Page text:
I was able to preview Orhan’s Inheritance earlier this year and have noticed more about the Armenian genocide in Turkey during WWI this year – in part because the novel heightened my awareness of the subject and also because this year marks the hundredth anniversary of most of those killings. When I read the description for Maha Akhtar’s upcoming Footprints in the Desert, I was under the impression it would also address the Armenian genocide. While it does involve the role of Turkey in WWI, I was wrong about the Armenian genocide being brought up. Instead, Footprints in the Desert focuses on the guerrilla and espionage tactics taken by orchestrators and participants in the Arab revolt – and the important role played by the women supporting them at home in the Khan el-Khalili bazaar in Cairo.
Salah Masri is one of several college friends involved in spying on Turkish and German movements in Izmir, but he is the only one of his friends to escape capture and execution, fleeing to his mother’s home in Cairo. He soon learns that Noura, the widow of one of those friends, is moving to Cairo to stay with relatives and her infant daughter while she rebuilds her life. His mother proves to be a valuable friend for Noura, introducing her to a small, tight-knit community of women in the bazaar, many of whom are widows that have been forced to similarly rebuild their lives. As Noura grieves, Salah continues with the work to generate and support an Arab revolt, pushing for an independent Arab state when the end of the war inevitably comes. Working alongside T.E. Lawrence, who would come to be called Lawrence of Arabia, Salah recruits more friends to the cause while evading and outwitting Turkish officers who want to catch the spy and make an example of him.
Though it wasn’t what I was expecting when I began reading, I did enjoy Footprints in the Desert. It could be a little unclear at times as far as what was happening with the war and different characters’ involvement. The novel could have had a little more background and insight into the main Turkish characters – Omer Erdogan and Ahmad Jemmal – who went to such lengths to locate and capture Salah and his comrades. The few instances the reader is given of these two are too brief and always involve getting word that Salah has escaped their clutches (yet again) along with little flashes of their self-aware brilliance as they concoct another – and this time fool-proof – plan for getting their hands on Salah. It became almost comical and some of the attempts played out too quickly for the threats to be taken seriously. It could leave the narrative a little unbalanced; the stakes for the central characters didn’t carry the weight they might have. Luckily, Akhtar does manage to find that balance in the last third of the novel.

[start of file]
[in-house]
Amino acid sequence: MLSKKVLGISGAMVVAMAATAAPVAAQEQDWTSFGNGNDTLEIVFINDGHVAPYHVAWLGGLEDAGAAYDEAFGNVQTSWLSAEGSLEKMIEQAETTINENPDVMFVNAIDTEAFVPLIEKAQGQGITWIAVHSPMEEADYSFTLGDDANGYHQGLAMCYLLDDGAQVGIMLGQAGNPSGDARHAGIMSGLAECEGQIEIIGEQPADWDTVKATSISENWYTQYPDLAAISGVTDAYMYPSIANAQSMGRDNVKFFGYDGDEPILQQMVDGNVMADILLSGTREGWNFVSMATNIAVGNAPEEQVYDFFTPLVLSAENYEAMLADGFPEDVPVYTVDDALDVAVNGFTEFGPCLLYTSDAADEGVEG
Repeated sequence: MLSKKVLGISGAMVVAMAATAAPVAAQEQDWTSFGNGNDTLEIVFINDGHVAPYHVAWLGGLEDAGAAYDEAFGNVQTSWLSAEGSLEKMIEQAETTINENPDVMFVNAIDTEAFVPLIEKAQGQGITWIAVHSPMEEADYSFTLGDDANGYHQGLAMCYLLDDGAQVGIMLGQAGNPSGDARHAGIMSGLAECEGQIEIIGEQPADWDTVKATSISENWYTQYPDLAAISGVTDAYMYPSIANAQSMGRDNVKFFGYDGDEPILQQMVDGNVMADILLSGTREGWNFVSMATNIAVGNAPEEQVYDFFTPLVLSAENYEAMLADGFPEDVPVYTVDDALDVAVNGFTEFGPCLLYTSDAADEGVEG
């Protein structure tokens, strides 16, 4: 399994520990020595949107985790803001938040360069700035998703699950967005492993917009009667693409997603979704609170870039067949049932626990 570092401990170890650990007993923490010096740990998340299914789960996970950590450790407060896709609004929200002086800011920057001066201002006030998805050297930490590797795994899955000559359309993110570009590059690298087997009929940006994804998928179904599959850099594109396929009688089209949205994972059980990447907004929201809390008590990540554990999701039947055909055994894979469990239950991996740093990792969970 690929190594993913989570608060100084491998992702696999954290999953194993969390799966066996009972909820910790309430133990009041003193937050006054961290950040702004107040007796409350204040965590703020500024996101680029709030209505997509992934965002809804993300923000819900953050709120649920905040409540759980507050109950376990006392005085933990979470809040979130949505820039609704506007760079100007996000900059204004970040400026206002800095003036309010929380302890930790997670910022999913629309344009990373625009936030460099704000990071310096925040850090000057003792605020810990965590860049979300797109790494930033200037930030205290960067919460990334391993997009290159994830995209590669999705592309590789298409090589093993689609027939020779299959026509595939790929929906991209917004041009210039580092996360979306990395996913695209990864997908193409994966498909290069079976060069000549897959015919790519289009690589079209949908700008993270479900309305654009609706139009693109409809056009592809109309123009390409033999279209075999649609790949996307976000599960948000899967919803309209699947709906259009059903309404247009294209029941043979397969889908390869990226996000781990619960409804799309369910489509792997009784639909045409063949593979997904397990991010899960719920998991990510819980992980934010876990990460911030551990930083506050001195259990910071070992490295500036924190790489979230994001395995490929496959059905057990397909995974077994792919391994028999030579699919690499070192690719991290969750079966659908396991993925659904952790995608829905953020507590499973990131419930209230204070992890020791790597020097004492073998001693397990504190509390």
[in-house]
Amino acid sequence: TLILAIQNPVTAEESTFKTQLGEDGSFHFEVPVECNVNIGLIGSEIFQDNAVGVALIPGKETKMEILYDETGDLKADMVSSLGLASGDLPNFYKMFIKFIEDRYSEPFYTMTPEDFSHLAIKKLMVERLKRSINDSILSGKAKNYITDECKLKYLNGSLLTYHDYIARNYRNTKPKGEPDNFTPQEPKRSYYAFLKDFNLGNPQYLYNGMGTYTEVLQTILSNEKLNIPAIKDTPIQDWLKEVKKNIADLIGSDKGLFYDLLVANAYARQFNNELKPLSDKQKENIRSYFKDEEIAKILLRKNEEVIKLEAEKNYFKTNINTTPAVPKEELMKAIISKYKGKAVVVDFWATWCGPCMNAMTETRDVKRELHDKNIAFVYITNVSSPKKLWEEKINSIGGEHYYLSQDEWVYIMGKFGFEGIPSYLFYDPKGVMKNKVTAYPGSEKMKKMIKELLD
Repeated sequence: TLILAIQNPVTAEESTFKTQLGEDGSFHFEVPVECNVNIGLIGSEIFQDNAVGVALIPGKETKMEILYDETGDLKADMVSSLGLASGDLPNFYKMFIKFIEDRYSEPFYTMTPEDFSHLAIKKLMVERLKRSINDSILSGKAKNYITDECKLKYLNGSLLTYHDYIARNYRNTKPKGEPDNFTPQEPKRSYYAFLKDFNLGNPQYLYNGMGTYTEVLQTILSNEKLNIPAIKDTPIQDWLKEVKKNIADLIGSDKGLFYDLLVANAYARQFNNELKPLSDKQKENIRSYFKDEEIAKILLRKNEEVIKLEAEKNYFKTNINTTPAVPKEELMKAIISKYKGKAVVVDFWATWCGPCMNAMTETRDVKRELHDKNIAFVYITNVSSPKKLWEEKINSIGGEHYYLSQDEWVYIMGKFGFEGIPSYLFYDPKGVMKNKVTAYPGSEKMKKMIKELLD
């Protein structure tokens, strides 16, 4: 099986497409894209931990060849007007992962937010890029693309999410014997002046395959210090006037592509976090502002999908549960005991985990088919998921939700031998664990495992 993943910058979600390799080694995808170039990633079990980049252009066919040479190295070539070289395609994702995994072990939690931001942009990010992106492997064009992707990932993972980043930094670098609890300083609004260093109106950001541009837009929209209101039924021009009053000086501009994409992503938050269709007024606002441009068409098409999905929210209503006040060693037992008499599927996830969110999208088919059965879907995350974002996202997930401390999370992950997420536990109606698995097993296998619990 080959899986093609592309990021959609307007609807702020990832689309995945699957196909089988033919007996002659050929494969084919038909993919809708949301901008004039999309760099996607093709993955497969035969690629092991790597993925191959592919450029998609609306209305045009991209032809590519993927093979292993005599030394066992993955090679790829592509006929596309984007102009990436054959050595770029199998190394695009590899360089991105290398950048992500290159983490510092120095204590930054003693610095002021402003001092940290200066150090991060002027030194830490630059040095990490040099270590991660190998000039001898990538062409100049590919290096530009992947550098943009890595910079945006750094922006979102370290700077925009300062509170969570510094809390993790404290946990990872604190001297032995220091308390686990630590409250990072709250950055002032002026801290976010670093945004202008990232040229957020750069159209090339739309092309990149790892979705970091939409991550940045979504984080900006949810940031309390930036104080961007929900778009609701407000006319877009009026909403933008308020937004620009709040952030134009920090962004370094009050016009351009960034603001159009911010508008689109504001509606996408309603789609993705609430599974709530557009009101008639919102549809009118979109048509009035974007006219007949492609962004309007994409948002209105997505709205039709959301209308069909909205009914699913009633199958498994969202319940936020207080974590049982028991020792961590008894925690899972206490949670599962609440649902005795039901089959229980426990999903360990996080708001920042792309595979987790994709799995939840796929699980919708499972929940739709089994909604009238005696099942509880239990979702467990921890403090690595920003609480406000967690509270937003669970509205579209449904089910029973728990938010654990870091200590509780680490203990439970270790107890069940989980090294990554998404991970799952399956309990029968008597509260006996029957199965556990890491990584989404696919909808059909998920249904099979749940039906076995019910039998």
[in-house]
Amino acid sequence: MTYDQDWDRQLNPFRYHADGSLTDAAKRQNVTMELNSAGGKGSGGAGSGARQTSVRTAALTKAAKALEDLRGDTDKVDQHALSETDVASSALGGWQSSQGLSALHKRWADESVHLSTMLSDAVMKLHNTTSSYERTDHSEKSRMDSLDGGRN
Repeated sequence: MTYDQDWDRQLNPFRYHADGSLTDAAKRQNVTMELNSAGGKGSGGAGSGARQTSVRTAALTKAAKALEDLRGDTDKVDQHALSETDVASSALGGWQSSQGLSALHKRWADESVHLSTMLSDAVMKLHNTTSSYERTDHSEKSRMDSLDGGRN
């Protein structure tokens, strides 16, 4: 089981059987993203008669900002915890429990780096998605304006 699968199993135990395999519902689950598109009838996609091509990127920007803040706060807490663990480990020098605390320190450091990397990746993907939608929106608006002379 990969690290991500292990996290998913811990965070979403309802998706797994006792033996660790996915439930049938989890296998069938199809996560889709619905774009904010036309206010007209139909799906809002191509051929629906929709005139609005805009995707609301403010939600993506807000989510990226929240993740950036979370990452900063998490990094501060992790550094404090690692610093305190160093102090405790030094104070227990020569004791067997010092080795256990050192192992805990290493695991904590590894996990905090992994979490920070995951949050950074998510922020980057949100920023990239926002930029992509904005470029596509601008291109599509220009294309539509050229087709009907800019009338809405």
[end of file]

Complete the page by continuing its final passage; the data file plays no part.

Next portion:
There is a lot of (convenient) overlapping in the relationships between the men-at-war and the women of the bazaar. The support that both groups provide each other, within and outside of their gender, is heartening and contrasts so drastically with the political situation playing out on the global stage where the British and the other Allied forces have made promises to the Arabs about providing for their free, self-ruled state in exchange for help (while they are in fact using the Arab revolt as a distraction that will force their enemies on the Western front to split their attention). There is something about the relationship between the women specifically that is particularly well done, a layer that seems to be missing from the interactions between the men. The women don’t necessarily want to sit at home and wait for their men to come home – or not; they tell their men as much and do an effective job of demonstrating that they would be more than capable when the opportunities arise.
I have not seen Lawrence of Arabia and didn’t know much about him as a historic figure (except that he did exist) or the role he played, however I will certainly be checking it out at my local library soon. Footprints in the Desert might not have been what I was expecting regarding what was happening in that region during WWI but it has, once more, made me more self-aware of the gaps in my education with regards to that period of history (and has furthered my desire to work at filling in those gaps).
Footprints in the Desert will be available for purchase August 4, 2015.